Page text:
Progenitors: Lost Highway

lost_highway_1997_still_01With Triple Nine looking all vaguely neo-noirish and me having already reviewed director John Hillcoat’s notable films, I’ve decided to look at a handful of films from the last heyday of the neo-noir: the 1990s. And of course David Lynch … 

David Lynch’s Lost Highway begins with a paragon of the untrammeled cinematic id. As the pulpy, pop-fried credits announce themselves on the screen like pugnacious fighting words from the darkest bowels of Lynch’s gut, the camera hurtles on a forward trajectory to hell itself, a slithery, avant-garde David Bowie melody doing violence to the darkness of the screen before us. This is the noir expunged of propriety, excised from the surface level world and headed straight to the dustbin of male inadequacy.

Sandwiched in between Lynch’s excursions to the inferno of the Pacific Northwest and the curdled paradiso of mother Hollywood herself, Lost Highway is a sort of purgatory. It might be domesticity run amok, if you want, but Lynch is hardly contained within the world of domestic small town America anymore. Lost Highway exists in neither the provincial, prosaic regions of Twin Peaks, Washington or the psychotic metatextual stewing pot of Lynch’s Hollywood, but in a phantasmagorical space uncontained by geometry altogether. As if that was a surprise, right? But, although Lost Highway isn’t as antithetical to the Lynch spirit as it initially seems, it drags the director’s psychotropic nightmare style well beyond the ridges of society and into a purely interiorized space. It’s like a one-way ticket into the ghostly afterimage of male potency trampled by its own capriciousness into phlegmatic, rotten meat on the ground.

Bill Pullman, the platonic an ideal for “crestfallen, post-prime prince-of-pseudo-cool living on as a vestigial structure of his own half-cocked bluster,” replaces Lynchian canvas Kyle Mchlachlan with equally churlish, immured results. Patricia Arquette, another performer skilled in entrapping an almost post-actorly sense of the vapid and the vacant, is his girlfriend, or at least another semi-fleshed body sauntering around Pullman without much to say. Lynch has always had a knack for apposite performances, and the title of the film is apt in these two figures; the characters are left pantomiming for a life, stuttering around with aimless, maladroit gaits and little hope for self-discovery.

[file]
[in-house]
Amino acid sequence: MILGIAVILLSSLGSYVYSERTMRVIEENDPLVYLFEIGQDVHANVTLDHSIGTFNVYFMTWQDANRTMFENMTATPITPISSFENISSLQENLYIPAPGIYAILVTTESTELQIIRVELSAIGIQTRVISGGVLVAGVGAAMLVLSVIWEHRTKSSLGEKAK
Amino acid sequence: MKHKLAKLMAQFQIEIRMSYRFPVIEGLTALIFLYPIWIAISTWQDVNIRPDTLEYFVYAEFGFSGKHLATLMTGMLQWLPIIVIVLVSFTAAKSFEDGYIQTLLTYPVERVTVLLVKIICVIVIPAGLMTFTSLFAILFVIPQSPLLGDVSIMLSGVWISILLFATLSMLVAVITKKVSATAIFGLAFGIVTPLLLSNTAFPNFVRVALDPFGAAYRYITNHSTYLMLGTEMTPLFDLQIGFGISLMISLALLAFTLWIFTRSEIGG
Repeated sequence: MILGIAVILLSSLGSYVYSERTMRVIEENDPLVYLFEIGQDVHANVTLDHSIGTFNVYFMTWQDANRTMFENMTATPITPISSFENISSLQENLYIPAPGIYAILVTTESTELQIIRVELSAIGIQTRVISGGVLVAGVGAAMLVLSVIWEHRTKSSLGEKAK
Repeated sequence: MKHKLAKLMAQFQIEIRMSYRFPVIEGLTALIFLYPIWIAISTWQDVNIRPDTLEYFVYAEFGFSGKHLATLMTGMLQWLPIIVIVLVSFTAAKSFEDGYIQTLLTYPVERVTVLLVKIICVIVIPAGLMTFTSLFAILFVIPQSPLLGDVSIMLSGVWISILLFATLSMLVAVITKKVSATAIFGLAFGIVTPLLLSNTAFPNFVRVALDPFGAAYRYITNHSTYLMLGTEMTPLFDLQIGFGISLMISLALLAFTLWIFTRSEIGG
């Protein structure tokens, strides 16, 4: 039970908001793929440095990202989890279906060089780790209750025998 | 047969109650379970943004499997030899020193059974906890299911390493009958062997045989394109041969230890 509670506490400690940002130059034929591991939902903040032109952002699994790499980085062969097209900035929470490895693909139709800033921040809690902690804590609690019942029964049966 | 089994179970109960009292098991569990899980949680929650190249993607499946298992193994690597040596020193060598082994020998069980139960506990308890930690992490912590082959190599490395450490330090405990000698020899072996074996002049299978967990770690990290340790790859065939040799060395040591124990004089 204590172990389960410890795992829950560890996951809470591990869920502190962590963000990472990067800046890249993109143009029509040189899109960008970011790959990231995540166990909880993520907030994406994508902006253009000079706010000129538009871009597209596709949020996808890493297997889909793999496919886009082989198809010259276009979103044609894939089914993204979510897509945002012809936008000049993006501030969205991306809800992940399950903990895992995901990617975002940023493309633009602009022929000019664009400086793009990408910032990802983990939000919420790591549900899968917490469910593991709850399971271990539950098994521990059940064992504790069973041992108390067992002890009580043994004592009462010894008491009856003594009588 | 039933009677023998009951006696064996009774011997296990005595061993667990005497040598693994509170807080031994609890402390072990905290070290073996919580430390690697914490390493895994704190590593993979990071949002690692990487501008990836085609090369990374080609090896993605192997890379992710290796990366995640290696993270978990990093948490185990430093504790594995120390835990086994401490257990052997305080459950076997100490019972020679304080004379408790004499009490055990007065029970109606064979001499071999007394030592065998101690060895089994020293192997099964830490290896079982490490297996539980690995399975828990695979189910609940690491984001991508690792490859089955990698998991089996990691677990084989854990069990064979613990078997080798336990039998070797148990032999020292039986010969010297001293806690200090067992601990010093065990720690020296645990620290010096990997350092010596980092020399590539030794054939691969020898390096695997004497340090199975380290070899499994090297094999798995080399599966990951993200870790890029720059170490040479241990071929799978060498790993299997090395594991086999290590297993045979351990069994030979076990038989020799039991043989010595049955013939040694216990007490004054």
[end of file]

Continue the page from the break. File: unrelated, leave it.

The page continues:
Lynch’s style, as always, is that of an obstreperous firebrand who nonetheless crystallizes images prone to presentiment. There’s a deep well of subterfuge in the indifferently sublime cinematographer Peter Demming’s intimating images and a font of machination in the lacerating, self-harming performances as they wall themselves in with untenable humanism and mannequin-like ossification. Pullman’s character remains clandestine, his malignant brio long ago solidified into mental calluses and clogged arteries as he resorts to calcified retorts and pugnacious remarks that reflect a ghostly apparition of his once-inveterate machismo. This is a man so stuffed full of his own testosterone-engorged innards he has no room to aerate or breathe.

The cryptic asperity of the film begs a brutal satire the very Hollywood noir so en vogue throughout the back half of the 1990s, with Lynch’s walking waxworks so gauntly failing to strut their stuff through invidious catchphrases designed to provoke disapproval. The nihilistic worldview of the noir is extrapolated into sheer absurdity. Nothing here is demonstrative; what we get is a spooked-out world of beguiling negative energy where the derogatory facets of the male persona are left out to rot in all their fleshy anti-charisma. If Eraserhead was Lynch’s most empathetic, expressionist inside-out depiction of male frailty, Lost Highway is a more impressionistic view of feckless male inadequacy completely sidestepping Pullman’s perspective for a provisional interpretation of the brutal world he creates around him rather than the fascinated-with-him world he feels inside. Churning the irrepressibly antic into ruthless baleful chimeras aplenty, it’s a particular sort of haunted house, where the ghosts are the lies fed us about male virility, and the specters are fractious, crude slivers of dude clay amenably morphed into their most deleterious selves.

Score: 9/10

 

 

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